Which is all very well and good, but try to remember 24 hours later, say, which form of a verb is the perfective and which form is the imperfective and there's every chance you'll get it back to front. Because we really don't think of verbs as being "incomplete", or "momentary" - let alone as "perfective" or "imperfective". Because, being native English speakers, we've never had to think in this way.

So, in English we say "I go to Sofia" (or more typically we use the verb "to be" and the present participle of the "doing" verb - ie, I am going to Sofia). But to express an intent to do this, the "action" verb doesn't change - "I intend to go to Sofia tomorrow". Or "At the moment I buy (am buying) apples" and "This afternoon I want to buy apples."

Ok, so its different in Bulgarian but, as I observed above, its not helpful to try to learn the "perfective" and the "imperfective" forms of Bulgarian verbs. Because these obtuse terms don't really tell us native-English-speaking foreigners which is which.

So, I've settled on thinking in terms of the "simple" form and the "da" form of the verb. Here's why -

The "simple" form (ie, the imperfective) - the form you'll normally see in the dictionaries: We use this to make a simple statement about what we're (or of course someone else) doing. Think of it as the answer you'd give if someone asks you what you're doing right now. So - "В момента аз купувам ябълки" (At the moment I'm buying apples).

The "da" form (ie, the perfective) - I call it this because this form of a Bulgarian verb must be preceded by да, the Bulgarian equivalent of "to", that little word we use to join two verbs (which I just did!). And the most common use we Bulgarian learners will make of the "da" form is when we want to express a present state of mind about a contemplated future action. Take the verb "to pay" - in its simple form, its "плащам" (plashtam), so "В момента плащам моята сметка" (At the moment I'm paying my bill). But the "da" form is "платя". So if we want to say, eg, "This afternoon I want to pay my bill", we have to say "Този следобед искам да платя моята сметка".

Now Phreddy, as you rightly point out, there are further refinements to the rule but my thinking is that if we can get our collective heads around this basic difference in usage of the two aspects of a Bulgarian verb, we'll be well on our collective way.

I'll pause here for breath - and any reactions to the above ramblings ...

Cheers,
BK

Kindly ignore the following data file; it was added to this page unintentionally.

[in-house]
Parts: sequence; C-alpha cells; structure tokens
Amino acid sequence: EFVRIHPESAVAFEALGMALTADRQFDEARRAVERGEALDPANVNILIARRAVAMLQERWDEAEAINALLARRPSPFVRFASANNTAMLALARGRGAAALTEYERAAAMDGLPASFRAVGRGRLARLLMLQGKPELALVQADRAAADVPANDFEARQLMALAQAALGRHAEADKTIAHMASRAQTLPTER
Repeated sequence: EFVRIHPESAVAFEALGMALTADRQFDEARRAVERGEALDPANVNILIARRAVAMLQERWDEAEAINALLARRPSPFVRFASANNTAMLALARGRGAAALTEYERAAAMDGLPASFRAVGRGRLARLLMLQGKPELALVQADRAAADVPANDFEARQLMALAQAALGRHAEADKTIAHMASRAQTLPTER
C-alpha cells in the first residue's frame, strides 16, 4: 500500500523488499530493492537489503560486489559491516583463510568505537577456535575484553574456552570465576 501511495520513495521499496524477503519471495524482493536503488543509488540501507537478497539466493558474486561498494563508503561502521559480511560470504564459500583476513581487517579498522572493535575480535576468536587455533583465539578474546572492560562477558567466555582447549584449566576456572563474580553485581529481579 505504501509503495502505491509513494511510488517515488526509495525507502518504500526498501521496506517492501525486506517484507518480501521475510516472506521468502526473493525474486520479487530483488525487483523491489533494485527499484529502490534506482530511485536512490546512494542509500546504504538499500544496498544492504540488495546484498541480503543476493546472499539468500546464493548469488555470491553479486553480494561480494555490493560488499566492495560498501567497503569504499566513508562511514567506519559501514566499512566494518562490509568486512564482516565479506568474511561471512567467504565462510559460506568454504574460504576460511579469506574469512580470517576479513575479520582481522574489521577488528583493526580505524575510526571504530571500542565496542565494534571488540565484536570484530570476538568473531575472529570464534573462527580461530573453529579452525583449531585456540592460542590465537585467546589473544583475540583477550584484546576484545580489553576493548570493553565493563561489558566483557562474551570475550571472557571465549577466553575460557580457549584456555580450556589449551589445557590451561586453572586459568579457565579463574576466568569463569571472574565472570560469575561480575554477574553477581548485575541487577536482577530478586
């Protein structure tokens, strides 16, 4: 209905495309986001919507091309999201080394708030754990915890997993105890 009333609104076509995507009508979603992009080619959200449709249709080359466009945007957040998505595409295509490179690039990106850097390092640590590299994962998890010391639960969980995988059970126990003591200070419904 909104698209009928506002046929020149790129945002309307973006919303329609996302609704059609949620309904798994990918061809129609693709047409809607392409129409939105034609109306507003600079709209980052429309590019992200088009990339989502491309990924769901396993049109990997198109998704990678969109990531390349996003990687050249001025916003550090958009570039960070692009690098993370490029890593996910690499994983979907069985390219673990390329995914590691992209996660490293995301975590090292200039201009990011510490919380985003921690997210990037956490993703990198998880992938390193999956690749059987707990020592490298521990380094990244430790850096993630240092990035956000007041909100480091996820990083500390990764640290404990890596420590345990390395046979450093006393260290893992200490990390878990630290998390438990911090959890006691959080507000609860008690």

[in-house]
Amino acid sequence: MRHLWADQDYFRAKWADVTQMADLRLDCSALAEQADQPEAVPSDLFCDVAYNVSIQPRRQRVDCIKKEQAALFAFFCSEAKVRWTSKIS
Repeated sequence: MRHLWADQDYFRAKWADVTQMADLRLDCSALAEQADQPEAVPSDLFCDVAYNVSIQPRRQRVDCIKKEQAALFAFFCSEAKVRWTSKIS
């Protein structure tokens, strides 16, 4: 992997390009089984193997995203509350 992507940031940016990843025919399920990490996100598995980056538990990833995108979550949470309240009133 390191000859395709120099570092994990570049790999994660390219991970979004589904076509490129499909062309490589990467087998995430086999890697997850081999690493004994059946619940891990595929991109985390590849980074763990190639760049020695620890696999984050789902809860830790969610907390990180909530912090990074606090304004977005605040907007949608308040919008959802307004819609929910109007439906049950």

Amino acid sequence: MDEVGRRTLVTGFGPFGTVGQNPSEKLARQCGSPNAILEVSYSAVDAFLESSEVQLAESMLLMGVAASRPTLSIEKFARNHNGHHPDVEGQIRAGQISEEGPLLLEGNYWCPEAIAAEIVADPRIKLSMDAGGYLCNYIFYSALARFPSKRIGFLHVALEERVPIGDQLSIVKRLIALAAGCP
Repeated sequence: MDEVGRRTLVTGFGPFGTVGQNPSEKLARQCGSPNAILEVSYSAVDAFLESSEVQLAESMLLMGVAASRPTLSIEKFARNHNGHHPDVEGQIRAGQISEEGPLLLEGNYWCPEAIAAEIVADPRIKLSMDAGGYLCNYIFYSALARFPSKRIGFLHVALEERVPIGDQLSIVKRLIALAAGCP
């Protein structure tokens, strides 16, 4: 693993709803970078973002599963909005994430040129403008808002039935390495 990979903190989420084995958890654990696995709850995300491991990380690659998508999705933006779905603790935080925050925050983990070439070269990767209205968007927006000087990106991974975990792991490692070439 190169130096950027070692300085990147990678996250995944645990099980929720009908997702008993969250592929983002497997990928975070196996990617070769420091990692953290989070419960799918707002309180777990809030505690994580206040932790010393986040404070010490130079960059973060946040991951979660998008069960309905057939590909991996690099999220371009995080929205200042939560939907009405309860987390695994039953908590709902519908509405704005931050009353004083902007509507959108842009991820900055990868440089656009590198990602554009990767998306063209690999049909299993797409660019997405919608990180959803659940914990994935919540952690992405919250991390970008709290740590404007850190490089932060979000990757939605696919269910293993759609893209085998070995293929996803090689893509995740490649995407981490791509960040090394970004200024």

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Postby helray » Sat Jul 07, 2007 7:32 pm

Ooooh eck Phreddy, I'm really trying :?

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Postby Phreddy » Mon Jul 09, 2007 4:20 pm

Hi BK,
I mostly agree but all the books and the people (those who learned grammar) use Perfective and Imperfective.
Following your argument about learning the twins from another post - something like: "...if they cannot be bothered or it is too difficult..." - then the same applies to P and ImP (I think).

I might add that my wife agrees with you whole heartedly. She gets lost with nouns and verbs but we persevere. I don't know a lot more but one has to have a universal term and we are in the universe og Bulgaria so P and Imp are the terms.

Let's plough ahead and see if it helps. I suspect that we will soon know.

Phreddy

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Postby Phreddy » Mon Jul 09, 2007 4:22 pm

What's the problem Helray?
I will try to help.

Phreddy

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Postby balkankiwi » Mon Jul 09, 2007 8:19 pm

Phreddy wrote:Hi BK,
I mostly agree but all the books and the people (those who learned grammar) use Perfective and Imperfective.
Following your argument about learning the twins from another post - something like: "...if they cannot be bothered or it is too difficult..." - then the same applies to P and ImP (I think).


Phreddy


I see Phreddy that u are tight with модерацията and that political correctness is reigning here - as well it (probably) should. Ok, I've given this "twin verbs" thing my best shot. I was just trying to explain what helped me to grasp the point. I think it was not bad stuff actually. But enough rebuffs are enough. I'm not motivated to spend more time on it. I wish you all the best.

Cheers,
BK
:)

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Postby Sagitarius » Mon Jul 09, 2007 8:38 pm

Please Balkankiwi, don't retire. I loved your explanations!! Along with Phreddy's I am finally getting my head round the 3 verb groups and the 'aspects'. After 9 months of kindergarten my 4 year old daughter is fluent in BG and I am desperatley trying to catch up with her.

Also to all the contributers to verb a day, which I have been reading for the last 2 days. A big thank you. It gets lonely trying to study from the text books and then try out your phrases at the village shop to puzzled expressions. :?

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Postby balkankiwi » Mon Jul 09, 2007 9:23 pm

Saggitarius,

Lovely of u to say a few words :) I'm only replying (a) because of my ego and (b) because of your reference to your daughter.

Since I have a daughter here who turned 3 at the end of May and who speaks Bulgarian as a first language and who now speaks it a bl**dy sight better than me! On the weekend, when I was in her home town (I won't go into all that), I said to her "Kati, bix iskala da otidish s men do dvorata za uchilishteto?" Which was to say, "Would you like to go with me to the school playground?" (which is next to her apartment in Troyan, and where she often plays with other neighbourhood kids). And she corrected me - saying in a loud voice "DVORA!". You see, the noun is "dvor" (yard) not "dvora". And so adding the definite article ("the yard") makes only "dvora" not "dvorata". And thus I was corrected by a 3-yr-old Bulgarian speaker.

It is for such reasons that I am motivated to impart my own experiences with the Bulgarian language. But I am still not motivated to impart more on the twin aspects of verbs. Но все пак ... :)